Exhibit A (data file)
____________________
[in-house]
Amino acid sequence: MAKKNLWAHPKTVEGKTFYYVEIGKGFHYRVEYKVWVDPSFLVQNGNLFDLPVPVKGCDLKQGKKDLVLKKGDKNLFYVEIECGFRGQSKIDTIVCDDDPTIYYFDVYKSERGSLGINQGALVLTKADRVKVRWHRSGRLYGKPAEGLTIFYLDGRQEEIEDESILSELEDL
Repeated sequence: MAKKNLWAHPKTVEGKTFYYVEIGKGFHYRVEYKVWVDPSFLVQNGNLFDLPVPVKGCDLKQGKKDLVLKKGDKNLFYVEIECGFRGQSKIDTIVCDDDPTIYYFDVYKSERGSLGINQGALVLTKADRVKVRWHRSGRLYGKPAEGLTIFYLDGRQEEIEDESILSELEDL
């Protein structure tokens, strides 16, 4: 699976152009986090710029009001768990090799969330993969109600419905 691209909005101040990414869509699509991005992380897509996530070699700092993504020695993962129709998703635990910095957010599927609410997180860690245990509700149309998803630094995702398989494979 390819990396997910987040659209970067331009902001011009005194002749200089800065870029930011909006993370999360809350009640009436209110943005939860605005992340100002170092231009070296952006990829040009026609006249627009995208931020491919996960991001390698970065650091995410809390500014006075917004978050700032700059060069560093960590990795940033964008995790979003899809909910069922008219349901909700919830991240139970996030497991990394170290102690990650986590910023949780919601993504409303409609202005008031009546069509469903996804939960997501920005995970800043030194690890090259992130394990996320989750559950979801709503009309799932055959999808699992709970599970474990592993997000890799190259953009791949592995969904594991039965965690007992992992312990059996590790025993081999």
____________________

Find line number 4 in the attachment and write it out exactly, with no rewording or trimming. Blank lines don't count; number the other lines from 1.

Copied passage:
């Protein structure tokens, strides 16, 4: 699976152009986090710029009001768990090799969330993969109600419905 691209909005101040990414869509699509991005992380897509996530070699700092993504020695993962129709998703635990910095957010599927609410997180860690245990509700149309998803630094995702398989494979 390819990396997910987040659209970067331009902001011009005194002749200089800065870029930011909006993370999360809350009640009436209110943005939860605005992340100002170092231009070296952006990829040009026609006249627009995208931020491919996960991001390698970065650091995410809390500014006075917004978050700032700059060069560093960590990795940033964008995790979003899809909910069922008219349901909700919830991240139970996030497991990394170290102690990650986590910023949780919601993504409303409609202005008031009546069509469903996804939960997501920005995970800043030194690890090259992130394990996320989750559950979801709503009309799932055959999808699992709970599970474990592993997000890799190259953009791949592995969904594991039965965690007992992992312990059996590790025993081999």